Open almost any guidebook to Edinburgh and it won’t be long before you encounter these or similar words: Edinburgh, like Rome, is built on seven hills. My reaction tends to be one of skepticism. The concept strikes me as somewhat flawed, and one gets the impression that the proposition was put together on the basis that the number simply had to come out as seven. Closer to the truth is a simple statement that Edinburgh is built on hills – many hills. Other issues include the fact that many southern parts of the city have an elevation which exceeds that of the smaller members of the seven, while one entry on the list (Craiglockhart) is quite clearly two separate hills!
Despite the controversy, there is a generally agreed list of the ‘classic seven’, and they provide an agreeable challenge for residents and visitors alike. Here is the list, in the order that I intend to tackle them:
I’m hoping to complete the series during the course of 2021, but realistically, the reports won’t be posted consecutively. As such, I have created the tag Edinburgh’s 7 Hills to tie the group together. This tag should appear on the Most Used Tags list once it has been used twice. Once it reaches a count of 7, it will realistically show for the foreseeable future.
I decided to begin with the Braid Hills, which actually included much virgin territory for me, although I had seen the area several times from nearby Blackford Hill. My main problem with ‘the Braids’ is that I have never regarded it/them as being a particularly well defined hill (or hills). Viewed from some directions at least, it doesn’t dramatically protrude from its surroundings. The western slopes are heavily built on, making the hill tend to disappear into the general suburban sprawl. Also, its elevation has little correspondence with the fairly minimal effort involved on the walking route. Braid is the most southerly of the seven hills and elevation in Edinburgh generally increases as you travel from north to south. In making my way to the walking trail, much of the climbing was done by the bus, and much of the rest was by walking on suburban streets.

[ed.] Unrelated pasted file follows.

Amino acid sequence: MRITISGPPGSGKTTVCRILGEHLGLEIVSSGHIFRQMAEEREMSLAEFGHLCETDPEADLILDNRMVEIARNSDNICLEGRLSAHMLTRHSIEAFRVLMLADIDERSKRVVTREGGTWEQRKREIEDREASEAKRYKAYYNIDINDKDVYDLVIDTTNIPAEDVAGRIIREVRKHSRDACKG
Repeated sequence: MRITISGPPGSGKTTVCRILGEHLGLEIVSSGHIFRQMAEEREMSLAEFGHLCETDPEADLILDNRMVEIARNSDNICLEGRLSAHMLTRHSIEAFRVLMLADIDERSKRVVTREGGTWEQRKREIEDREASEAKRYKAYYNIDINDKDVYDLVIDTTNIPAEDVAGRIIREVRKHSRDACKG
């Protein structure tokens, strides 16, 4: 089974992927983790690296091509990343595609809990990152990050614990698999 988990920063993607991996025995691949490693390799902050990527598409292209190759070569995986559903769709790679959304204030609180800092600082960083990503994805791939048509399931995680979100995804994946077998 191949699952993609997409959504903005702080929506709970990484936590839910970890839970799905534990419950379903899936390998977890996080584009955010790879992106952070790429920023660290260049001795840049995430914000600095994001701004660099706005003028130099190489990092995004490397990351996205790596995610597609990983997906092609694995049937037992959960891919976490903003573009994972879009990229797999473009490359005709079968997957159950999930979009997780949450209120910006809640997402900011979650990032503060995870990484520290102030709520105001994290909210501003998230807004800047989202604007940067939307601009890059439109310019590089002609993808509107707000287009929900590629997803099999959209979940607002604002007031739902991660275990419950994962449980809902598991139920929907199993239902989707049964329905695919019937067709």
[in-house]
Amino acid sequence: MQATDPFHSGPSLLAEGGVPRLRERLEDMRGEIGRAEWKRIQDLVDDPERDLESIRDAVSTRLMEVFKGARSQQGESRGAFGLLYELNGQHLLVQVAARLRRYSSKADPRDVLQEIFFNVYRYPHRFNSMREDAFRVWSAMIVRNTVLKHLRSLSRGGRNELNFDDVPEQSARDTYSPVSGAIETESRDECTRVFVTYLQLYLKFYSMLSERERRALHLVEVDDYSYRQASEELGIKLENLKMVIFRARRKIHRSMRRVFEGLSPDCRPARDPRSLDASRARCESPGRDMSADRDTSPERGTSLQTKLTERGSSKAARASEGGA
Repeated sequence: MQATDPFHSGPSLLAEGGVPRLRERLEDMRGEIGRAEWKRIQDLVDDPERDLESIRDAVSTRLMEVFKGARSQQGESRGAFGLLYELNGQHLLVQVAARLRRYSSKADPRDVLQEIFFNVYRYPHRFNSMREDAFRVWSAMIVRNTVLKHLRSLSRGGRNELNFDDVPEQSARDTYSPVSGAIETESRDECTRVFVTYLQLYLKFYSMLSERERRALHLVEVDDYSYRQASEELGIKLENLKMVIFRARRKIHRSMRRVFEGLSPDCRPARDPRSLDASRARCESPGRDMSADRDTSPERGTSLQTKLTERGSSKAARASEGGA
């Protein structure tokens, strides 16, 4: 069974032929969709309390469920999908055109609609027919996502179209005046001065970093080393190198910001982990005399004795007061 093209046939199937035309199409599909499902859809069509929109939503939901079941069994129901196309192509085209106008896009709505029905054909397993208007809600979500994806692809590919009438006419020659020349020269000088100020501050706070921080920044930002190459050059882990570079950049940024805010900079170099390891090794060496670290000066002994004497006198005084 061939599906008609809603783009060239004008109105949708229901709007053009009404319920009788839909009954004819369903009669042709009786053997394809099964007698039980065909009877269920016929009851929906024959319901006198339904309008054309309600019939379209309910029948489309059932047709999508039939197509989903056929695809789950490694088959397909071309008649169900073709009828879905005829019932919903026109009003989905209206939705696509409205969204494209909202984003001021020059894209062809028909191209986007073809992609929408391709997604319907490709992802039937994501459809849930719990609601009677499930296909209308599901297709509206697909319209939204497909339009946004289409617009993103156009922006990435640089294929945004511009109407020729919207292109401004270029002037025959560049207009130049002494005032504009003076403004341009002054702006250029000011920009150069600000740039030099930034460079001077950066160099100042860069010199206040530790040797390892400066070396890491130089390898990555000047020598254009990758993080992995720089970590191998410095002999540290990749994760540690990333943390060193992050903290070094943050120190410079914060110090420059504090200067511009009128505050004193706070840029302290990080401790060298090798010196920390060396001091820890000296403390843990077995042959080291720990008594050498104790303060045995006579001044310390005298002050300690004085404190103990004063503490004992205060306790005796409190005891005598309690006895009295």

By the time you’ve abandoned suburbia and got onto the trail, what’s left is a broadly rectangular area of gently undulating, open upland, with a golf course in the middle. This is bounded on the northern side by Braid Hills Drive. A footpath of varying quality lies just inside the perimeter of this area, and this goes ‘around’ rather than ‘up’. Nevertheless, the path does reach a maximum elevation, at the Seven Hills Viewpoint. At this location, the idea is that you can see all members of the ‘classic seven’. (Presumably you either count Wester Craiglockhart and Easter Craiglockhart separately, or else glance down at what you’re standing on, to ensure that your ‘hill count’ gets to the right answer!) The viewpoint also has a ‘trig point’ (or summit marker) to make the whole thing official and give walkers something to aim for.